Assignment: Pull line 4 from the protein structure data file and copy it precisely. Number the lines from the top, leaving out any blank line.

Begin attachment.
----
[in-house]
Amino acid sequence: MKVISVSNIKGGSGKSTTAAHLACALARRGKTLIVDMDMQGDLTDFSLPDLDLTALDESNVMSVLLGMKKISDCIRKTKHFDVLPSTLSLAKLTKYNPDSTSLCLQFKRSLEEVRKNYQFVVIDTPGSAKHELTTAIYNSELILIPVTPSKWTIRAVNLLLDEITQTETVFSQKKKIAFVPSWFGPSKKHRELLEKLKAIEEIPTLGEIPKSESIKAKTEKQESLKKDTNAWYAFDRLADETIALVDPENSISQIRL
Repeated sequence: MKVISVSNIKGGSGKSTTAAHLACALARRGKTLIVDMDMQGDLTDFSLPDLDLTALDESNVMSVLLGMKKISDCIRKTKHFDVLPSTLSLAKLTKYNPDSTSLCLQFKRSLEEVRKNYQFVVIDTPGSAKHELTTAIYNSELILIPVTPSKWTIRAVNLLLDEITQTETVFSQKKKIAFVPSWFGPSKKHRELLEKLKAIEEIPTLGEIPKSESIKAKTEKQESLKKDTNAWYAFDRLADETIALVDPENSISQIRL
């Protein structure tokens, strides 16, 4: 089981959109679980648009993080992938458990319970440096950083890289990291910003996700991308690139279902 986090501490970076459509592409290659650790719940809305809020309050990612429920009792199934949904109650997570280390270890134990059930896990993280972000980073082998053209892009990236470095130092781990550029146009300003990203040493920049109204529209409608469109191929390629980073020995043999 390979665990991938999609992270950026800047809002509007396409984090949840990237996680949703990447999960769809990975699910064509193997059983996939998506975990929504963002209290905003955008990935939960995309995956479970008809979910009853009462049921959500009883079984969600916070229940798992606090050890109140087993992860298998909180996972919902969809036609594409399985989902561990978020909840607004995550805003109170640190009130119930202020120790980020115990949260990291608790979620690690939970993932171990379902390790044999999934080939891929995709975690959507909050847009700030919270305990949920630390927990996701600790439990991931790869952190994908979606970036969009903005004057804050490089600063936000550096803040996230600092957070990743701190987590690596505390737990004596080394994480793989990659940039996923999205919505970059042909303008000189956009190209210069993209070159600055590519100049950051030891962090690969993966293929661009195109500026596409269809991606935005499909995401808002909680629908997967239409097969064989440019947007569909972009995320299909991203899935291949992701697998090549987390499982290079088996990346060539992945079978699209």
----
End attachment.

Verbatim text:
């Protein structure tokens, strides 16, 4: 089981959109679980648009993080992938458990319970440096950083890289990291910003996700991308690139279902 986090501490970076459509592409290659650790719940809305809020309050990612429920009792199934949904109650997570280390270890134990059930896990993280972000980073082998053209892009990236470095130092781990550029146009300003990203040493920049109204529209409608469109191929390629980073020995043999 390979665990991938999609992270950026800047809002509007396409984090949840990237996680949703990447999960769809990975699910064509193997059983996939998506975990929504963002209290905003955008990935939960995309995956479970008809979910009853009462049921959500009883079984969600916070229940798992606090050890109140087993992860298998909180996972919902969809036609594409399985989902561990978020909840607004995550805003109170640190009130119930202020120790980020115990949260990291608790979620690690939970993932171990379902390790044999999934080939891929995709975690959507909050847009700030919270305990949920630390927990996701600790439990991931790869952190994908979606970036969009903005004057804050490089600063936000550096803040996230600092957070990743701190987590690596505390737990004596080394994480793989990659940039996923999205919505970059042909303008000189956009190209210069993209070159600055590519100049950051030891962090690969993966293929661009195109500026596409269809991606935005499909995401808002909680629908997967239409097969064989440019947007569909972009995320299909991203899935291949992701697998090549987390499982290079088996990346060539992945079978699209």